‘I wanted to get it right and not mess it up by over-reacting or judging someone by their race’. This statement formed part of the evidence heard by the inquiry into the Manchester Arena terror attack this week, given by Kyle Lawler, a security guard on duty that night.
As he patrolled the Arena, Lawler saw Salman Abedi, the would-be bomber, and had a ‘bad feeling’, his gut telling him that a young Muslim man, amid a sea of teenage girls attending a pop concert, did not belong there. Tragically, the guard suppressed these instincts, telling himself that he was suspicious of Abedi because of the colour of his skin, not because he was ‘fidgety and sweating’, and that he ‘did not have anything to justify’ his suspicions.
It is cruelly ironic that this evidence was given in the same week that it was disclosed in a Home Office report that black people are disproportionately likely to be stopped and searched by the police. In theory, stop and search requires officers to have ‘reasonable grounds’ to question someone, but this is often not the case, with Section 60, a power under the Criminal Justice and Public Order Act, giving the police the right to search anyone found within a pre-defined area, no questions asked. Originally intended as a route to combat a specific risk of serious violence, the Conservative government lowered the bar last year, ostensibly empowering the police to fight crime, but in reality giving them greater licence to harass innocent citizens.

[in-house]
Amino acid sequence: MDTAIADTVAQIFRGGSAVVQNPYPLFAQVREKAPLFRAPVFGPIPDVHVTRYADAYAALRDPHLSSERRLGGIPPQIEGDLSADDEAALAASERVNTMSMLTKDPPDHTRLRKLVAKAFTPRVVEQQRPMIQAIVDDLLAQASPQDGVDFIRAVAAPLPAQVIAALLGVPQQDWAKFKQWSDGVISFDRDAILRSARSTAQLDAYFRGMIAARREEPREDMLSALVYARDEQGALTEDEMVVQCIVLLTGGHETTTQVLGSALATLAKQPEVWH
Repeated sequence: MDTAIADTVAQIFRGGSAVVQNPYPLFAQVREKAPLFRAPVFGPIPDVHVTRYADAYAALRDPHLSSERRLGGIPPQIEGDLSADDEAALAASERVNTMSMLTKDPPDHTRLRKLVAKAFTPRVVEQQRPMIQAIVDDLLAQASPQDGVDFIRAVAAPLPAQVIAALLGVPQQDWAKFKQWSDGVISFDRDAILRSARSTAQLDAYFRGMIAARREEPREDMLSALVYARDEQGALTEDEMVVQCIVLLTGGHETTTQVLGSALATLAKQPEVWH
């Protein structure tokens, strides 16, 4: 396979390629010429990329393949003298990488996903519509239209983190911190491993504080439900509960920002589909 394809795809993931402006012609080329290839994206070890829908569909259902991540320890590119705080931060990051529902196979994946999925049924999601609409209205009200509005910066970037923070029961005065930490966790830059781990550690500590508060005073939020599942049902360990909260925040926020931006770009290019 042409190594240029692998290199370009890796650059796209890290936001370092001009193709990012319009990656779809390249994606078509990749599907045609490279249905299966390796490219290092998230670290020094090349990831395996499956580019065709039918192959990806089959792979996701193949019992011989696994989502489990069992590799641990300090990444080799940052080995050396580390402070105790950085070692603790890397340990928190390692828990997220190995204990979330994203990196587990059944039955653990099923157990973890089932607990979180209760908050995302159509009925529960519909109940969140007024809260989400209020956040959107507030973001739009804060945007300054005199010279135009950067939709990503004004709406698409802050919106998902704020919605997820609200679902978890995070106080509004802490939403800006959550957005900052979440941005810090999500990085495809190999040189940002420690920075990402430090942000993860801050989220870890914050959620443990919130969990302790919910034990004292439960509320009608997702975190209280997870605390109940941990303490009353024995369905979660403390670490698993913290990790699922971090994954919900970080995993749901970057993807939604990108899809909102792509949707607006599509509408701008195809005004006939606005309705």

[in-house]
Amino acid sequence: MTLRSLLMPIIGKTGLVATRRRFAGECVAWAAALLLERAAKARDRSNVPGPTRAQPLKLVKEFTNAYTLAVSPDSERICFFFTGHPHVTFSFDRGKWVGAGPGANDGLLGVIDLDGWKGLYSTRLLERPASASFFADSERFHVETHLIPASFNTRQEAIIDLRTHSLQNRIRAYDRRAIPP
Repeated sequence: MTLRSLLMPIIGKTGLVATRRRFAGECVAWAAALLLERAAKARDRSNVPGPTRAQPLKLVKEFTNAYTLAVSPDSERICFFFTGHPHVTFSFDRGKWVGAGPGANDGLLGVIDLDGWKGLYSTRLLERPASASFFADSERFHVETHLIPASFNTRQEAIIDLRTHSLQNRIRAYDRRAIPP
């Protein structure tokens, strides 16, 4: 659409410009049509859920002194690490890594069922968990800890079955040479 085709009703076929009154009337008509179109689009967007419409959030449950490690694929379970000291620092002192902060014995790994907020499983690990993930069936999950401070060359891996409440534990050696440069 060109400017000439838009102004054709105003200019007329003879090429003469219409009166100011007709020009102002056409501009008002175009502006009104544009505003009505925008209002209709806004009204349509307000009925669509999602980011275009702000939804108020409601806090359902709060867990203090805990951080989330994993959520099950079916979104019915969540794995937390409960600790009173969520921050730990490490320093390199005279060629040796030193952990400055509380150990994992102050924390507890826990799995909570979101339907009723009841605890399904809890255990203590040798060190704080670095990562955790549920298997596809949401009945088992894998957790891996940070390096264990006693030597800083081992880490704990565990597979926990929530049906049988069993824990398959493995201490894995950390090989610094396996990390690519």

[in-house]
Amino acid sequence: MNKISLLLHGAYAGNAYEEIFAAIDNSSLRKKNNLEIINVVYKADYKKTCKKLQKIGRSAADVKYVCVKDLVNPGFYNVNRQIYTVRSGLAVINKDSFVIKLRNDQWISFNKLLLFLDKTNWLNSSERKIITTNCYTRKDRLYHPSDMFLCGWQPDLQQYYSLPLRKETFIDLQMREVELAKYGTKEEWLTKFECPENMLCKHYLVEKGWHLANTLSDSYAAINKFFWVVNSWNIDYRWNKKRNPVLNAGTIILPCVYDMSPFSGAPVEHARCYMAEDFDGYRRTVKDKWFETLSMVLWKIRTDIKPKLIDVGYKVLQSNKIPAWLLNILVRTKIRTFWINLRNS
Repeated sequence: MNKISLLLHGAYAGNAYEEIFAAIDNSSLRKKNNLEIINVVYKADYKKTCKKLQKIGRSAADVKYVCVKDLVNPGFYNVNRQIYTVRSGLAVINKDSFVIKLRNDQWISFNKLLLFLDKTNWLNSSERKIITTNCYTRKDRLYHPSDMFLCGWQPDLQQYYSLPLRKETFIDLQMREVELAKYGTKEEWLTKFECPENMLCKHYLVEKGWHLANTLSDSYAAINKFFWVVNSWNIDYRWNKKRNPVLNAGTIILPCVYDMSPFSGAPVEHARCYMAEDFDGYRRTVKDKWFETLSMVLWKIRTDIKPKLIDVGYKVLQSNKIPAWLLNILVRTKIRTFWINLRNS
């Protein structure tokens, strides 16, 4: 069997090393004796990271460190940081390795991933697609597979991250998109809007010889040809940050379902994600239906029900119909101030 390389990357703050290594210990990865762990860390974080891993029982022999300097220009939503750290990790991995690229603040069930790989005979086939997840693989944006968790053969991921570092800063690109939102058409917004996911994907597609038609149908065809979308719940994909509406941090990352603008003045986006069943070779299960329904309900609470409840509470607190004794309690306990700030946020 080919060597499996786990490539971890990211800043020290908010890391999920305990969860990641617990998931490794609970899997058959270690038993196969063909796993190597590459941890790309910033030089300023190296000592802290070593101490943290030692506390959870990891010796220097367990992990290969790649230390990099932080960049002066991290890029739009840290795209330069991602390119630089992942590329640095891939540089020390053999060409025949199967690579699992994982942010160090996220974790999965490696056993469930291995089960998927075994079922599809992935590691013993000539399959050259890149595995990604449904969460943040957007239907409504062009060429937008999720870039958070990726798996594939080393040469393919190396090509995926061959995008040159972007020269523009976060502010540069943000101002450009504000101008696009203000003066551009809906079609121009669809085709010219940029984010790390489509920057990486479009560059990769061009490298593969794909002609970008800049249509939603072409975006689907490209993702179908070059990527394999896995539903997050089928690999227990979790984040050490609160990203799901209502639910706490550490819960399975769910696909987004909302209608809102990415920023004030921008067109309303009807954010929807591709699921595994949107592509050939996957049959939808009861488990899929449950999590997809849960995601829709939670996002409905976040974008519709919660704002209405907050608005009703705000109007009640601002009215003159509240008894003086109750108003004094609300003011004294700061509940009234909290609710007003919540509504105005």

Regardless of a government’s political stripe, however, stop and search has always been problematic, with prejudice, unintentional or not, too often leading to minorities being disproportionately targeted. As this latest data shows, black people were nine times more likely to be stopped by the police, while over the course of the first lockdown this year, over a quarter of young black men were stopped and searched in London. This should be astonishing, but is little worse than what has come before. In 2018, black Londoners were subject to 43% of police searches, despite making up less than 16% of London’s population, and 2017 was little different, with black British people eight times more likely to be stopped than their white counterparts.